Digital Mockup: from CAD Modelling and Verification to Augmented Design Review

Lionel Grealou CAx, Data Leave a Comment


Parameterisation of Computer-Aided Design (CAD) models provides assistance to designers and engineers in making manufacturing related decisions, in combining creation feature and geometric parameters.

Historically, the Digital Mock-Up (DMU) has been a CAD based purpose-build realistic prototype or computer simulation which is central to the virtual aspects of the product development process.

Robinson et al. (2018)

The DMU is a mean to an end and part of a product development process: it consists of a digital representation of a product together with its product structure and related attributes. Over the years, it became a standard to support virtual product development in simulating and anticipating both design (concurrent functional views) and production (process-oriented / manufacturing / assembly views) questions.

CAD assists design engineers in the modelling, selection, re-use of data and documentation in the product design phase, and DMU enable design engineers, assembly and manufacturing planners as weIl as management to simultaneously develop product and production.

CAD generated 3D models are one element of the DMU (…); others elements comprise metadata (attributes) and product structures feeding multiple Bills of Materials (BOM).

Dolezal (2007)

Certain schools of thought do not differentiate CAD product structures and engineering BOMs (“as-designed” BOMs), while it makes more sense to consider the former as a sub-set of the later due to other enterprise information which contributes to the design and engineering of a product. This is especially relevant for complex products, such as highly configured products and those with wide supplier base or large number of components.

Image credit: Dolezal (2007)

In a given context, the DMU “system” (not in terms of IT system, but “configured product” DMU) is relevant for all technical teams as it provides multiple representations of the CAD models (including multi-CAD models) with associated metadata:

  • As-designed and as-planned views of the 3D models, including parametric, part and assembly models
  • Contextual product structures which can be filtered by attributes or configured variants, as well as by functional components
  • Space allocation models to allow for concurrent engineering and interfacing (across functions and / or product variants or platforms)
  • Detailed models, based on data maturity and function
  • Simulations and associated results (e.g. clash, calculated weight and balance, kinematics, thermal, finite elements, etc.)
  • Associated 2D drawings, geometrical tolerances and technical publications and specifications
  • Data exchange packages (across teams, organizations, applications, neutral formats, etc.)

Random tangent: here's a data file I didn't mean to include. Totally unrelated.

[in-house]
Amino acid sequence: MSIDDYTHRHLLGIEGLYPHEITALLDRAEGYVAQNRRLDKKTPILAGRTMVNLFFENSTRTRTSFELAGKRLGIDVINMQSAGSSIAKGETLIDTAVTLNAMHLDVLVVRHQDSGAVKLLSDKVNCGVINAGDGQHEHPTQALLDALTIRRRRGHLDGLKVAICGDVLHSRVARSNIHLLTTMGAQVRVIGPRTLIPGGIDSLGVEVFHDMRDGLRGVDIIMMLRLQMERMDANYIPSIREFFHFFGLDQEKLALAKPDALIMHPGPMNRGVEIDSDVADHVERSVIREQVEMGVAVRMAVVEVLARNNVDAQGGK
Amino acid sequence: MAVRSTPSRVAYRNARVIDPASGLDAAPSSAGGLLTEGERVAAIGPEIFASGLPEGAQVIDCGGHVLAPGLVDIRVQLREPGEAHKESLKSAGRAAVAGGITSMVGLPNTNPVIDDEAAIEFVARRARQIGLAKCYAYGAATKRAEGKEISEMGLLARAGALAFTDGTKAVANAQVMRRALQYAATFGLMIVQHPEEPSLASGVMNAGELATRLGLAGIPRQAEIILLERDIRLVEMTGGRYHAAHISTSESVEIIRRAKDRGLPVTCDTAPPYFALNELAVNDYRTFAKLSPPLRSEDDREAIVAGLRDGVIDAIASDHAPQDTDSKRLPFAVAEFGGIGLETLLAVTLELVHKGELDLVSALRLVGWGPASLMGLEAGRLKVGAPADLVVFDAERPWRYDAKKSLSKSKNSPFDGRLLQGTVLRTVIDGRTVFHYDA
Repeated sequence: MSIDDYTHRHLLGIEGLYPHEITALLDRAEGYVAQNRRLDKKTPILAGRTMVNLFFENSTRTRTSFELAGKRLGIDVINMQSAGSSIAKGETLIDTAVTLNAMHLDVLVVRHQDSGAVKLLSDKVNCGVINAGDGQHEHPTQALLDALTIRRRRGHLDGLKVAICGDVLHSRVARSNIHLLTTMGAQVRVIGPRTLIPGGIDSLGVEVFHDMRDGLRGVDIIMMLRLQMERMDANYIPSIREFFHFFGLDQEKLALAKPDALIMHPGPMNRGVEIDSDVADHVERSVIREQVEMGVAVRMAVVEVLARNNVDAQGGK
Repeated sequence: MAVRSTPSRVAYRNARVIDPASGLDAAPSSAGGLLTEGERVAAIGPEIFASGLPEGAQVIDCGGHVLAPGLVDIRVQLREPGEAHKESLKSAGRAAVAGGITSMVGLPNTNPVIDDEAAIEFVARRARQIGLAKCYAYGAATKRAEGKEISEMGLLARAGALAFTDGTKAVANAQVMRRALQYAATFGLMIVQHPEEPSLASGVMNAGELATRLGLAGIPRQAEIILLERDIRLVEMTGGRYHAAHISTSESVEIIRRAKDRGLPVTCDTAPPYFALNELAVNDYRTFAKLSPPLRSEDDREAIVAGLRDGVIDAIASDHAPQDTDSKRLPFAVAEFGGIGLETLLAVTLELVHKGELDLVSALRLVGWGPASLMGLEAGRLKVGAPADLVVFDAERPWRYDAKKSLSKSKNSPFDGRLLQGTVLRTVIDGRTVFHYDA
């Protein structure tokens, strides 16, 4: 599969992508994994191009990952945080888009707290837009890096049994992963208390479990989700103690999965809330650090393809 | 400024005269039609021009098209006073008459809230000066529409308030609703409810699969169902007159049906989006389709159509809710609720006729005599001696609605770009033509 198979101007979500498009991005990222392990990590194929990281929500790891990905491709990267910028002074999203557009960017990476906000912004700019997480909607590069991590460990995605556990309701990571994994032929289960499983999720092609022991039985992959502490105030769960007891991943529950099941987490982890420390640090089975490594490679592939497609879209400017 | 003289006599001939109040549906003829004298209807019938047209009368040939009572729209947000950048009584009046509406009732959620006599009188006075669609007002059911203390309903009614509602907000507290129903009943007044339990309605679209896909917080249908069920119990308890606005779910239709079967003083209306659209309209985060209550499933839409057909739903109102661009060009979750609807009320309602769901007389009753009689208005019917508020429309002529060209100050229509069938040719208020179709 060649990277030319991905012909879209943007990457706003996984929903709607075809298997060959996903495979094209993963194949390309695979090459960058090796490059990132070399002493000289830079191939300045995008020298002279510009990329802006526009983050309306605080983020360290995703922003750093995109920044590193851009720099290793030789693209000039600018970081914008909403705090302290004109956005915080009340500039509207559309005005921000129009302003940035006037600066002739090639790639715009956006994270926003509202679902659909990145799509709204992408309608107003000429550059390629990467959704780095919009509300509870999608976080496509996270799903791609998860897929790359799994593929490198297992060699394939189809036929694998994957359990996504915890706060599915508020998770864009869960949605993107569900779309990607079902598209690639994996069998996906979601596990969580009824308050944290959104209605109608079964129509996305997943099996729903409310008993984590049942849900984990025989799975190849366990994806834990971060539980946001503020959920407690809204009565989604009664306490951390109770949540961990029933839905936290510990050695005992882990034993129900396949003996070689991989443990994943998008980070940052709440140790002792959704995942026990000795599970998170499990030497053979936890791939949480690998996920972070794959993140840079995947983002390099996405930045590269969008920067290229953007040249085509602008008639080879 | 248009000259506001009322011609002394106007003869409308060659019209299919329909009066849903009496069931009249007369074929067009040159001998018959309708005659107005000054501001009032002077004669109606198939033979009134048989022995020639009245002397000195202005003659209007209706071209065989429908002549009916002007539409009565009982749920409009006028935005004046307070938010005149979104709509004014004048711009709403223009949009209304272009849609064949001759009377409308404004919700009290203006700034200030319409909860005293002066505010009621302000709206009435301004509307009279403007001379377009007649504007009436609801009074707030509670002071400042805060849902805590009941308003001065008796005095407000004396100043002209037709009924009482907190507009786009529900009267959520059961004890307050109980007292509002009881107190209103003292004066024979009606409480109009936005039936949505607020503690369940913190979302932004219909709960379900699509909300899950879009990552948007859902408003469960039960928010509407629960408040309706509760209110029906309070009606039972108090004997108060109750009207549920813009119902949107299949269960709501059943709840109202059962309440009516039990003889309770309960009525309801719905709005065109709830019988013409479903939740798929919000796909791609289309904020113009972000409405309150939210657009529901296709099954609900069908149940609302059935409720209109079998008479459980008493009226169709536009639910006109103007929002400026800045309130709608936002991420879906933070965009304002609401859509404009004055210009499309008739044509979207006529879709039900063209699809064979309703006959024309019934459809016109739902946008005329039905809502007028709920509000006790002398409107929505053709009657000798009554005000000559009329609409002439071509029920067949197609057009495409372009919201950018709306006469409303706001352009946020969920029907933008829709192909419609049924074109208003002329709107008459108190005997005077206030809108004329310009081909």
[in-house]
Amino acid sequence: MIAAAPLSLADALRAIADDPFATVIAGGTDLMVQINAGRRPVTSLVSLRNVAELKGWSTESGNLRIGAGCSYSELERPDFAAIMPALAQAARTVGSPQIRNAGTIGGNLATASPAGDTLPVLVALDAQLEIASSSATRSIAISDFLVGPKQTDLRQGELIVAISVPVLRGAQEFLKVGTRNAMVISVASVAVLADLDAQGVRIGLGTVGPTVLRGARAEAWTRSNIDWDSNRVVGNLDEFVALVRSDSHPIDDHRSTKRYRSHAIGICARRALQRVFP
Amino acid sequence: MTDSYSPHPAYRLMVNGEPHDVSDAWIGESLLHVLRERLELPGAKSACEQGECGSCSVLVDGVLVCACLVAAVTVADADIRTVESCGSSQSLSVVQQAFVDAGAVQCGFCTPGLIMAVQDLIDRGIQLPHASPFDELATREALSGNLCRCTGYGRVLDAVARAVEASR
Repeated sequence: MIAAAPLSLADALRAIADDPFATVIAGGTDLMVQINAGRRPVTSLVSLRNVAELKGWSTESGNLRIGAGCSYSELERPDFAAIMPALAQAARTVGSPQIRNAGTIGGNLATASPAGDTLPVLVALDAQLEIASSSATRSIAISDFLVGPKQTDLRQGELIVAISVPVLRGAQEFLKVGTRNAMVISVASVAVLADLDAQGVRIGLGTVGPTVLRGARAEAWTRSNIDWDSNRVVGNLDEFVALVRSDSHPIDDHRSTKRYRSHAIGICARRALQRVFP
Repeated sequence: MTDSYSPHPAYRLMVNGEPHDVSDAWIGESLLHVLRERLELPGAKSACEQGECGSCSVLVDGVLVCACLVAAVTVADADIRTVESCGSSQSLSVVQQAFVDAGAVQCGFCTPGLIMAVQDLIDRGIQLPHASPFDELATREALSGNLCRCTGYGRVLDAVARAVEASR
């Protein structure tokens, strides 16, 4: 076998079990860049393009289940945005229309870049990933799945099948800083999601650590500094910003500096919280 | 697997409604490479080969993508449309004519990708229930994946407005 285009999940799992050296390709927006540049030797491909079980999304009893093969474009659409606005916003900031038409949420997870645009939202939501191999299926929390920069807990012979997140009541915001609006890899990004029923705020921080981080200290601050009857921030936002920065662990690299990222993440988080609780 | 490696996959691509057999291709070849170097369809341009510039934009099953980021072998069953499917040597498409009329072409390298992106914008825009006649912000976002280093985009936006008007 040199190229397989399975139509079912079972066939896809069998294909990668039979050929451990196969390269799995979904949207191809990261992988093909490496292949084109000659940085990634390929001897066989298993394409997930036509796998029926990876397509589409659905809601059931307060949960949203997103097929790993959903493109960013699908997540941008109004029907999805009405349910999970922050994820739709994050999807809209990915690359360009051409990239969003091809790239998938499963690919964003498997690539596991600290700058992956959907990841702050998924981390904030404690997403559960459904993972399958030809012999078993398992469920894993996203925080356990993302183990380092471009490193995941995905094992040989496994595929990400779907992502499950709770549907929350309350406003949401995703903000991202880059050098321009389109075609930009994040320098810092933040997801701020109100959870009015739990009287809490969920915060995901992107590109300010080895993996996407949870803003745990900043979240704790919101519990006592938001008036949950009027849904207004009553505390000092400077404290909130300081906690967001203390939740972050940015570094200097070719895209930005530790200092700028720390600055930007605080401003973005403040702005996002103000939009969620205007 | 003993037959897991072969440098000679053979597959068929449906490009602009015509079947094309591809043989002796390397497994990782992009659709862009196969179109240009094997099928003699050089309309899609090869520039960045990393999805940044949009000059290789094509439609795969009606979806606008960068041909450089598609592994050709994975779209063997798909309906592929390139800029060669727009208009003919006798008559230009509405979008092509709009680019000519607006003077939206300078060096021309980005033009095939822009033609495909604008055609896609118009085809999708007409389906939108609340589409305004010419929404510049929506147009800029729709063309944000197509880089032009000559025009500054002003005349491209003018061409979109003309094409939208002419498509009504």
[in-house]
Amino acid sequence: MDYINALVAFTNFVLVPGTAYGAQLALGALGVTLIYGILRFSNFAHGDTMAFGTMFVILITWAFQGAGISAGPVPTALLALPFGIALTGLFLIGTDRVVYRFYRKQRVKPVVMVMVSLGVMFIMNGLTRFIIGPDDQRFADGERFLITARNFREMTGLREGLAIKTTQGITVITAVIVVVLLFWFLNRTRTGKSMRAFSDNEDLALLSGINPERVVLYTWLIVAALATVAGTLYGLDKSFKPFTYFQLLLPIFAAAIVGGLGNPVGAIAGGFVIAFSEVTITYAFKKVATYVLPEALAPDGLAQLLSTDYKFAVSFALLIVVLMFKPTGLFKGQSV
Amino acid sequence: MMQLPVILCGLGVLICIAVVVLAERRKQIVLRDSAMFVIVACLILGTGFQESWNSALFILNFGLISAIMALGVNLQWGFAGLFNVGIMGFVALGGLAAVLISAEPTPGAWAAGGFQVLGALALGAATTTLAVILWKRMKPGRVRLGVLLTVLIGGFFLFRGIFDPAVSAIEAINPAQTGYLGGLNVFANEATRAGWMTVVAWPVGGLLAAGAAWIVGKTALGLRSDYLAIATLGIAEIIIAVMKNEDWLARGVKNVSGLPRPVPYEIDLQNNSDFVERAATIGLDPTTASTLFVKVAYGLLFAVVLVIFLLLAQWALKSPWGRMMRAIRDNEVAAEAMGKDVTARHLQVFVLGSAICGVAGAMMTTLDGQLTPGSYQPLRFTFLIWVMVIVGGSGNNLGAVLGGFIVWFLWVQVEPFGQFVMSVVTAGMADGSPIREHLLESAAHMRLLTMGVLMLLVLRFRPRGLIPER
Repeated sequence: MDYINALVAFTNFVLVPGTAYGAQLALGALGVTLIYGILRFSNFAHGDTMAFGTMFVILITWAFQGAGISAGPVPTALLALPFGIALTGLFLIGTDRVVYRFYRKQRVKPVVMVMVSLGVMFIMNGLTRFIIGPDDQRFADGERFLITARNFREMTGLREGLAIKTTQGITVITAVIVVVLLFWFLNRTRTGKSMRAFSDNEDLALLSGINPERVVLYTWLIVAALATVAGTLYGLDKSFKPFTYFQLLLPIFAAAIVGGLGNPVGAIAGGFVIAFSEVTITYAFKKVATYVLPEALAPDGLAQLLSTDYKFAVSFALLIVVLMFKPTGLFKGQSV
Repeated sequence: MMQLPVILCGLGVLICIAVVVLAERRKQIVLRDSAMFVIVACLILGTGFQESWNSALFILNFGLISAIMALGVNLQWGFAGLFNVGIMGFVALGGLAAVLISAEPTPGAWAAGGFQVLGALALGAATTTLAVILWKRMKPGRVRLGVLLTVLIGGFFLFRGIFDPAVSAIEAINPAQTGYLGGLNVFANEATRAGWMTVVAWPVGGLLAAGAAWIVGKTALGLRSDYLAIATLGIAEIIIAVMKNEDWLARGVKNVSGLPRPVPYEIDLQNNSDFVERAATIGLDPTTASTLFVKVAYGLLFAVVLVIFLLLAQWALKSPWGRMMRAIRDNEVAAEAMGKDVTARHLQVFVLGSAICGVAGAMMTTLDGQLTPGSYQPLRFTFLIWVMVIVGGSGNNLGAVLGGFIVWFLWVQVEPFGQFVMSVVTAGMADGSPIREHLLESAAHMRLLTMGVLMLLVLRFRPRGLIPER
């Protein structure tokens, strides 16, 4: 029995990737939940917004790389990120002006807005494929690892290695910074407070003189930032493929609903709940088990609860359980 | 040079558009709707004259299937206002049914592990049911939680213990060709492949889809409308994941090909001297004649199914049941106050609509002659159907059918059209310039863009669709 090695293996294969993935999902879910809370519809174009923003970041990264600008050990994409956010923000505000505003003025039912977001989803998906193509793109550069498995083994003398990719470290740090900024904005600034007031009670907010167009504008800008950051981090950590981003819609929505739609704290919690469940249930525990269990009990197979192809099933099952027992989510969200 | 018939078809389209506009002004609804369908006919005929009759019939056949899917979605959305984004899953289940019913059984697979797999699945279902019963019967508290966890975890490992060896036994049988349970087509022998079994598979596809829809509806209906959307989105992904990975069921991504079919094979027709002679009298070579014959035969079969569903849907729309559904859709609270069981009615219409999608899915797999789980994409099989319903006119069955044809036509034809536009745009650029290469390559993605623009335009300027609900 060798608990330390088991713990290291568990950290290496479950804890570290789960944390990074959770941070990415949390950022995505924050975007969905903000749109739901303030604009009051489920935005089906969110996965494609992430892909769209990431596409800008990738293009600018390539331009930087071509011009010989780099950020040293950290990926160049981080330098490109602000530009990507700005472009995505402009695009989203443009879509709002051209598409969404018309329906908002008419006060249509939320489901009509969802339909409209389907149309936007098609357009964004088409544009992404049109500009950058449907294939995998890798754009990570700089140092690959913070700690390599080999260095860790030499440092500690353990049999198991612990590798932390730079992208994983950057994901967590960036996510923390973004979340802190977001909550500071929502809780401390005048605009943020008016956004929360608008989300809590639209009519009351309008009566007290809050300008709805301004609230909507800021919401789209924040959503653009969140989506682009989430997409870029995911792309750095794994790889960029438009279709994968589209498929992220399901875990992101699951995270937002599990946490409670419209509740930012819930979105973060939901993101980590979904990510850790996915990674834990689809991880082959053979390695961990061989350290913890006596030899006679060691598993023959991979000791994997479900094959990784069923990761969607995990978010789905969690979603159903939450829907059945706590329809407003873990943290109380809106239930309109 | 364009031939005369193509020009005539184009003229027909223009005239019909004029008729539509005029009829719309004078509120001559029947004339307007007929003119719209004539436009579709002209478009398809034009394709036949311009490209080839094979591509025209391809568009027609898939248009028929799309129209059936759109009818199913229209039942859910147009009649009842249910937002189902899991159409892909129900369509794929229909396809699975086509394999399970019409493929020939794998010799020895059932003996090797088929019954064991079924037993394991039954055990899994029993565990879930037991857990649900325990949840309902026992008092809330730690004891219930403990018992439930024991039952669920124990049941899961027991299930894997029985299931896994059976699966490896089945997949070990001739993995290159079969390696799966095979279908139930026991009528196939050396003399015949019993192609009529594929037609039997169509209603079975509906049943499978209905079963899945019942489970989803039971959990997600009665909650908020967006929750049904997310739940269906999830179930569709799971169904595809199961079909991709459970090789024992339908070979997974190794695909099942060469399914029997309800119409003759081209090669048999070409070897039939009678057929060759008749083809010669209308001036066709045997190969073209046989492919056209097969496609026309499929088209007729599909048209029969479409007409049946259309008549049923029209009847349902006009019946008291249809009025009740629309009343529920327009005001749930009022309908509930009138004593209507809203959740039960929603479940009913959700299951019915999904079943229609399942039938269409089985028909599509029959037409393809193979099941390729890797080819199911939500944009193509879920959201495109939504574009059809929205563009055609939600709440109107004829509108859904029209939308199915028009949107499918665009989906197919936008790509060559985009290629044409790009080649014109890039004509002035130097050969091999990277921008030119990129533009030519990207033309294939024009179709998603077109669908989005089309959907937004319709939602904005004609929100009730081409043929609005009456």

• Business analytics and attribute-based color-washing against 3D representations, including CAD data and BOM quality reporting (e.g. adherence to design and release standards)

DMU supports concurrent engineering through the coordination of parallel development activities within a team of engineers. It is therefore a key enabler for systems engineering practices, closing the loop between multi-functional activities and systems, from design, engineering, manufacturing, programme management and other enterprise functions.

DMU is moving out of the CAD environment, making it available to users who do not have a CAD system.

CIMdata (2007)

CAD, metadata and product structure management quality alignment is an essential pre-requisite to successful DMU for effective product creation, especially when used in (but not limited to) discrete manufacturing industries such as mobility and transportation. Broadly speaking, DMU provides a bridge between virtual environments and virtual objects, from which CAD 3D models are the primary reference data to perform virtual assembly to complete engineering evaluation (Zhang et al., 2012).

In most cases and industries, DMU potential can be fully exploited only through business practice adjustment, through a combination of organizational changes and changes in the development process. Ultimately, DMU links to virtual reality (VR) with further opportunities to immerse users inside CAD and its related product structure and attributes.

What are your thoughts?


References:

  • Dolezal WR (2007) Success Factors for Digital Mock-ups (DMU) in complex Aerospace Product Development. Technische Universität München Institut für Luft- und Raumfahrt (ILR)
  • Robinson T, Friel I, Armstrong CG, Murphy A, Butterfield J, Price M, Marzano A (2018) Computer-aided design model parameterisation to derive knowledge useful for manufacturing design decisions, Proceedings of the Institution of Mechanical Engineers, Part B: Journal of Engineering Manufacture, 232(4), pp. 621-628
  • Zhang HY, Li J (2013) Modeling Method and Application in Digital Mockup System towards Mechanical Product, Advanced Materials Research, Vols. 605-607, pp. 604-608

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